Location: Take main road to Manuel Antonio Beach; just past Hotel Gaia go right across from Amigos del Rio - about 1/3 mile on right.

Hours: Currently 12-4pm weekdays: 12-9 pm Saturday and Sunday.

Parking: Adequate at the Restaurant.
Contacts: Tel: 8765 3590

Reviewing ROMEOS: Annie C., Barry S., Bob N., Chris B., Chris D., Christel R., Glen N., Harry R., Lawrence L., Ruth R.

To Review Our Rating System Go Here: R.O.M.E.O. Rating System


Although the road into the restaurant remains quite rough, Ronny´s Place still maintains a commanding view of the Pacific from high on a hill that looks down through the valley below. It´s particularly impressive at sunset.


The restaurant itself is a simple covered platform open to the atmosphere and view. The tables and decorations are also simple and functional. We arrived at the restaurant on time at noon and found our reservation for 10 ready for us which was then expanded to 12 for a couple of late add-ons. The composite score for ambiance was 4.7/5.0.


The MENU is quite extensive and offers a variety of entrees consisting of meats, seafoods, pastas and sandwiches. GG found something intriguing on the menu called a "Tuna Fantasy" which promised ingredients including "watermelon, seaweed, salt, sweet peppers, soya sauce and sesame seeds". When I went to order it I queried the waitress about it and learned the fantasy part was the fact that there was no tuna involved. A friend at the table said that this kind of grilled watermelon was a southeast Asia thing. Maybe I´ll order it next time.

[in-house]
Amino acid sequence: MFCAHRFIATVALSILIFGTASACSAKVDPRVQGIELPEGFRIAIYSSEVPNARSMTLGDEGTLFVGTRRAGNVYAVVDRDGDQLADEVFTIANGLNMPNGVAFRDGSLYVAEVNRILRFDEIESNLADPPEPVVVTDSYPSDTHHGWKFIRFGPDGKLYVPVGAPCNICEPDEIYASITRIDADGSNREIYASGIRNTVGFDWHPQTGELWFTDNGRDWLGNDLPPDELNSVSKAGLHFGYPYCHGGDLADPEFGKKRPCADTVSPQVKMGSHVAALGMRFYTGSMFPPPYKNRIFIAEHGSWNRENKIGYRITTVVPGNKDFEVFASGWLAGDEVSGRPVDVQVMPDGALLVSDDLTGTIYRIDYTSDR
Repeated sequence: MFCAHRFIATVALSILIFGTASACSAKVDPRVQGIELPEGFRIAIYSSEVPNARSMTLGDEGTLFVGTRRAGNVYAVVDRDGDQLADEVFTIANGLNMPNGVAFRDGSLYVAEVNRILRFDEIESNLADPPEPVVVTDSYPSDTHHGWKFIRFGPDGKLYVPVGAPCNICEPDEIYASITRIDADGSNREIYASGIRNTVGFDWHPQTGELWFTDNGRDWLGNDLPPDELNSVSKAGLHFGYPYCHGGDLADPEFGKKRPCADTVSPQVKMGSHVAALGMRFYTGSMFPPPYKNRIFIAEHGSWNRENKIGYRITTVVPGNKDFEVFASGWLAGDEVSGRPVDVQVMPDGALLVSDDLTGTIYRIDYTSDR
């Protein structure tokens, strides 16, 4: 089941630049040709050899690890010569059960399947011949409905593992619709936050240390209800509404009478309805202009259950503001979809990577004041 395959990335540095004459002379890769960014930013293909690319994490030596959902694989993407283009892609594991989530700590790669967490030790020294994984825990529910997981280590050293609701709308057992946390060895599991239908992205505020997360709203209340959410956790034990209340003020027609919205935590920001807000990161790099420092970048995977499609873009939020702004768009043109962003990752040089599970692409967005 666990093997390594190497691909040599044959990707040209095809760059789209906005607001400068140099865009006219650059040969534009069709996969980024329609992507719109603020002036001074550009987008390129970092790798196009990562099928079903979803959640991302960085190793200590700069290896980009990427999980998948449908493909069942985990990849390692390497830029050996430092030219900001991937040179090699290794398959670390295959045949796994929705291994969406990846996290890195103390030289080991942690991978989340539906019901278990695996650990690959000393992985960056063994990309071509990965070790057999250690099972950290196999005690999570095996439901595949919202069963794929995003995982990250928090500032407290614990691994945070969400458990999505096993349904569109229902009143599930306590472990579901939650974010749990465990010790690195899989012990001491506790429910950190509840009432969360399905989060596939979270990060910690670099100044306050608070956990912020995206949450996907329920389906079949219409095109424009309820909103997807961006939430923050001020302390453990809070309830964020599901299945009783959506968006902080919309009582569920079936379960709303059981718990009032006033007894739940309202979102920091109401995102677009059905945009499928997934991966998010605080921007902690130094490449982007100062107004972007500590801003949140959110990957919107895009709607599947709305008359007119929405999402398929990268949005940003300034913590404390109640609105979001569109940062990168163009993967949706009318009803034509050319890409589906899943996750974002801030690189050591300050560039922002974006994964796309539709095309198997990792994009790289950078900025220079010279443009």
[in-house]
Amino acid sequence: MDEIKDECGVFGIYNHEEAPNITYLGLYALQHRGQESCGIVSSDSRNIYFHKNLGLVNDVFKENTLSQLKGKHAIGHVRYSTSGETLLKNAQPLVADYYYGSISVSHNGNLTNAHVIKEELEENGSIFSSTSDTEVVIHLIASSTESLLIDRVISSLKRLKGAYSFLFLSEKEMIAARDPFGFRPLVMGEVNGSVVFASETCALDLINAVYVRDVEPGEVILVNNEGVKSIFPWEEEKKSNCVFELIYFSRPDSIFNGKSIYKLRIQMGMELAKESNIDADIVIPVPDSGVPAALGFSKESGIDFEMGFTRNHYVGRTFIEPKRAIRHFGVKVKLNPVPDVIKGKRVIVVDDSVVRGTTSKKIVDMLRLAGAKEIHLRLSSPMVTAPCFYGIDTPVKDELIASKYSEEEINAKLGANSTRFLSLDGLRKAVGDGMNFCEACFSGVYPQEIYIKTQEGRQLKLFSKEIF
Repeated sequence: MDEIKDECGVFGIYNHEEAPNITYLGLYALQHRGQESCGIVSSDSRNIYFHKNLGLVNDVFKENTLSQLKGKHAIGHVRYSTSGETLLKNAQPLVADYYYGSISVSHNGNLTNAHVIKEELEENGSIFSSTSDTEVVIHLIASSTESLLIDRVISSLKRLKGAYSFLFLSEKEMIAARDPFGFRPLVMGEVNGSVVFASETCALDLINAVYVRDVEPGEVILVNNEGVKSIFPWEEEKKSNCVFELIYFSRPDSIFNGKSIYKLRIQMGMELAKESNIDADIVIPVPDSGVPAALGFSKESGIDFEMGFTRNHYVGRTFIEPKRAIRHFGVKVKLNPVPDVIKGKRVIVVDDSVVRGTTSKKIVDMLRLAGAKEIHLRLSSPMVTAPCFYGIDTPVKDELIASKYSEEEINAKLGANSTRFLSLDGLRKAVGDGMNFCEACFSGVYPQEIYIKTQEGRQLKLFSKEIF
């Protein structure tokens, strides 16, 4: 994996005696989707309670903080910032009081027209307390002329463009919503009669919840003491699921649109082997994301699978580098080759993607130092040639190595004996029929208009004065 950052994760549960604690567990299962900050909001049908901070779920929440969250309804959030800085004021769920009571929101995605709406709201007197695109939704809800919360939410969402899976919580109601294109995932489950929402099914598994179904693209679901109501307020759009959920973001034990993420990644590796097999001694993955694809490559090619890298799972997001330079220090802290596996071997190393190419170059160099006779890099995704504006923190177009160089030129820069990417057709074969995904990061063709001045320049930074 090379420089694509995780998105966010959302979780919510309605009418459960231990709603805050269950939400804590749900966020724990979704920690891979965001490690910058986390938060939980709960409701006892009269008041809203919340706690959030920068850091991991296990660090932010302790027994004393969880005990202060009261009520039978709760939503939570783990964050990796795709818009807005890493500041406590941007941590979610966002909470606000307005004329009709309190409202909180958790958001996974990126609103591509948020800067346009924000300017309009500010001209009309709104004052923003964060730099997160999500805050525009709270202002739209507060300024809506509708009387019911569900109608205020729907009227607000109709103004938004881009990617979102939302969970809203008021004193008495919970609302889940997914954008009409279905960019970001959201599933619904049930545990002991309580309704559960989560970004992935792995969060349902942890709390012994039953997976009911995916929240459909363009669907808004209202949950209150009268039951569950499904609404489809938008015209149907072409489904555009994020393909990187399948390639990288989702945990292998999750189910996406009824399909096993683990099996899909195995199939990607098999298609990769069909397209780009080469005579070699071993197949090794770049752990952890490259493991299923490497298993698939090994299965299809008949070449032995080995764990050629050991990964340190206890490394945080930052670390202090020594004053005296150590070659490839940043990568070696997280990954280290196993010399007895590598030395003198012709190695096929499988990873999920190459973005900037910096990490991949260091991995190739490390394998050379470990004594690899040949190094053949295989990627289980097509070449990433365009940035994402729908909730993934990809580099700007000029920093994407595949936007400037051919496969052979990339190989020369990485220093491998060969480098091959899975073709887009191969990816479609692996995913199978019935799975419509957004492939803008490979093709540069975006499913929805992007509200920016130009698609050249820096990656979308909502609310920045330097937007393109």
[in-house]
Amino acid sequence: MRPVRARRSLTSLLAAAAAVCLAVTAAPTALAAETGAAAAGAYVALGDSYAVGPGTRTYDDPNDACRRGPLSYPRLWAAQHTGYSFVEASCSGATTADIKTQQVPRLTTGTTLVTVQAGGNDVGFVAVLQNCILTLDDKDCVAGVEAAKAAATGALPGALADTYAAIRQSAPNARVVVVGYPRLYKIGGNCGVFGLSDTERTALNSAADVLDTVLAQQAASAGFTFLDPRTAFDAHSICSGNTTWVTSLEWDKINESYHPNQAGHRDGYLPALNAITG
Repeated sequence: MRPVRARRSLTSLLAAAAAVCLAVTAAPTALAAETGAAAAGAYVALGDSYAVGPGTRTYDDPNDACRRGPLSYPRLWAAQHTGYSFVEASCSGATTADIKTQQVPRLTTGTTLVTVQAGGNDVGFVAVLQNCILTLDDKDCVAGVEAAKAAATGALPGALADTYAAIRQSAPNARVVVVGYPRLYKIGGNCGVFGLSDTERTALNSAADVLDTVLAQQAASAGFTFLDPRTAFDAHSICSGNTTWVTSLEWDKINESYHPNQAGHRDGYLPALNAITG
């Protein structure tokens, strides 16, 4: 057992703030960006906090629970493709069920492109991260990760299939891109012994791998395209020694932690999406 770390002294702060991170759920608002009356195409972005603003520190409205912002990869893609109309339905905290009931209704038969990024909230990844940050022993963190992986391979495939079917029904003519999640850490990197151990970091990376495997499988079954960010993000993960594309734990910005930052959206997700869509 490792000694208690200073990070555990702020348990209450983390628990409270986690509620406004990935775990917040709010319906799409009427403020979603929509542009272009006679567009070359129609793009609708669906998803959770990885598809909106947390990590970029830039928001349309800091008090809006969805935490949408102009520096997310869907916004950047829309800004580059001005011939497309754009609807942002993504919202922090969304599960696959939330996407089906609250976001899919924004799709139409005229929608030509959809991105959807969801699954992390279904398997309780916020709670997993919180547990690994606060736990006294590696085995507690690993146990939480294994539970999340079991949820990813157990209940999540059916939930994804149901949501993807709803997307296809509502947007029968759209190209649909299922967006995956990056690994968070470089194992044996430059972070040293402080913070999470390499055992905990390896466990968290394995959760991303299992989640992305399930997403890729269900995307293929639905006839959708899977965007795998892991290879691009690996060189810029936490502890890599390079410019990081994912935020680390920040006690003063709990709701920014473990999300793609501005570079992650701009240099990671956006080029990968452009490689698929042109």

So GG ended up ordering a brochette of chicken. What came was indeed pieces of grilled chicken (no fantasy here) along with a julienne of vegetables plus a puree of yam and some slices of ripe plantain in yet another sauce. Everything was absolutely delicious.


Other ROMEOs ordered a gazpacho sandia as an appetizer, rice with seafood, a hamburger, tuna tartar, fish & chips, and a tuna steak.


The composite score for food quality came in at 4.3/5.0. We were serviced by a young lady who was courteous, pleasant and helpful and the composite score for service came in at 4.2 making the average rating for ambiance, food quality and service: (4.7+4.3+4.2)/3 = 4.37.

Value Index=133


The total cost for GG´s ginger ale Michelada and the chicken brochette came in at 12,669 colones or about $23.50. The composite score for cost came in at 3.28/5.0 making the Value Index 4.37/3.28=133 and putting Ronny´s Place in the top 1/3 of restaurants in this area for value.


The ROMEOs can confirm that Ronny´s Place continues to be a quality food emporium at a reasonable price and overlooking that great Manuel Antonio Pacific view.


¡Solo Bueno!